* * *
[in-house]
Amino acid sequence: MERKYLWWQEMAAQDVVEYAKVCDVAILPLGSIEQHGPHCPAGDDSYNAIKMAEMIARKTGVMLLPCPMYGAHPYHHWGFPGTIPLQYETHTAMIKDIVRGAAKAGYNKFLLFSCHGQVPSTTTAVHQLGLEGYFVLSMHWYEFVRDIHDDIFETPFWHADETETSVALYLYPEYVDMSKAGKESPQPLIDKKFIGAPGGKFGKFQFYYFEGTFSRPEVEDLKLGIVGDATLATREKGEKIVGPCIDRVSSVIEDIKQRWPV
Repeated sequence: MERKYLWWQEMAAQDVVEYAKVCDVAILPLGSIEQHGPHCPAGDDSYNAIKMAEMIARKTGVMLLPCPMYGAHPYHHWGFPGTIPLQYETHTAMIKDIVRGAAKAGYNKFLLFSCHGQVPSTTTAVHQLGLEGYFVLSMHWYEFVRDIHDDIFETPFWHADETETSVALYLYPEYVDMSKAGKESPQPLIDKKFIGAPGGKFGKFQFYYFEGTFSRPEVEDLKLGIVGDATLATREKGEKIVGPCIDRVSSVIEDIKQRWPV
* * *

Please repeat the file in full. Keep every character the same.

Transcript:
[in-house]
Amino acid sequence: MERKYLWWQEMAAQDVVEYAKVCDVAILPLGSIEQHGPHCPAGDDSYNAIKMAEMIARKTGVMLLPCPMYGAHPYHHWGFPGTIPLQYETHTAMIKDIVRGAAKAGYNKFLLFSCHGQVPSTTTAVHQLGLEGYFVLSMHWYEFVRDIHDDIFETPFWHADETETSVALYLYPEYVDMSKAGKESPQPLIDKKFIGAPGGKFGKFQFYYFEGTFSRPEVEDLKLGIVGDATLATREKGEKIVGPCIDRVSSVIEDIKQRWPV
Repeated sequence: MERKYLWWQEMAAQDVVEYAKVCDVAILPLGSIEQHGPHCPAGDDSYNAIKMAEMIARKTGVMLLPCPMYGAHPYHHWGFPGTIPLQYETHTAMIKDIVRGAAKAGYNKFLLFSCHGQVPSTTTAVHQLGLEGYFVLSMHWYEFVRDIHDDIFETPFWHADETETSVALYLYPEYVDMSKAGKESPQPLIDKKFIGAPGGKFGKFQFYYFEGTFSRPEVEDLKLGIVGDATLATREKGEKIVGPCIDRVSSVIEDIKQRWPV